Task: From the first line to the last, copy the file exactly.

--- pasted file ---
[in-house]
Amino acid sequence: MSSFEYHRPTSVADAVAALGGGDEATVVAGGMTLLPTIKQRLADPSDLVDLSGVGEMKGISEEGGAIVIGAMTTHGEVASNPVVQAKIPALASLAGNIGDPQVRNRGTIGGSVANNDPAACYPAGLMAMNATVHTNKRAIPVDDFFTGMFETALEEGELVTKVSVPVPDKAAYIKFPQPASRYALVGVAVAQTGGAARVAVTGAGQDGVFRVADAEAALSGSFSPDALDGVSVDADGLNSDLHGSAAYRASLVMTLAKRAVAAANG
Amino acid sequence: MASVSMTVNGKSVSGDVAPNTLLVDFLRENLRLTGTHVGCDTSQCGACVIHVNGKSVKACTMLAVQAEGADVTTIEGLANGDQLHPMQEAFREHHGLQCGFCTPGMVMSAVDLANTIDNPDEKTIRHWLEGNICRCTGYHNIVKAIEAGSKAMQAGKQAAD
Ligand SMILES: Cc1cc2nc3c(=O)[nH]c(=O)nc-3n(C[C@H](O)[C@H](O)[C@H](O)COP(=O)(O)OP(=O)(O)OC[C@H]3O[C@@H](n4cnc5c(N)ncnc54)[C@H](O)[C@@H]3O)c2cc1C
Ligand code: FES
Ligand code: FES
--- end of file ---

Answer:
[in-house]
Amino acid sequence: MSSFEYHRPTSVADAVAALGGGDEATVVAGGMTLLPTIKQRLADPSDLVDLSGVGEMKGISEEGGAIVIGAMTTHGEVASNPVVQAKIPALASLAGNIGDPQVRNRGTIGGSVANNDPAACYPAGLMAMNATVHTNKRAIPVDDFFTGMFETALEEGELVTKVSVPVPDKAAYIKFPQPASRYALVGVAVAQTGGAARVAVTGAGQDGVFRVADAEAALSGSFSPDALDGVSVDADGLNSDLHGSAAYRASLVMTLAKRAVAAANG
Amino acid sequence: MASVSMTVNGKSVSGDVAPNTLLVDFLRENLRLTGTHVGCDTSQCGACVIHVNGKSVKACTMLAVQAEGADVTTIEGLANGDQLHPMQEAFREHHGLQCGFCTPGMVMSAVDLANTIDNPDEKTIRHWLEGNICRCTGYHNIVKAIEAGSKAMQAGKQAAD
Ligand SMILES: Cc1cc2nc3c(=O)[nH]c(=O)nc-3n(C[C@H](O)[C@H](O)[C@H](O)COP(=O)(O)OP(=O)(O)OC[C@H]3O[C@@H](n4cnc5c(N)ncnc54)[C@H](O)[C@@H]3O)c2cc1C
Ligand code: FES
Ligand code: FES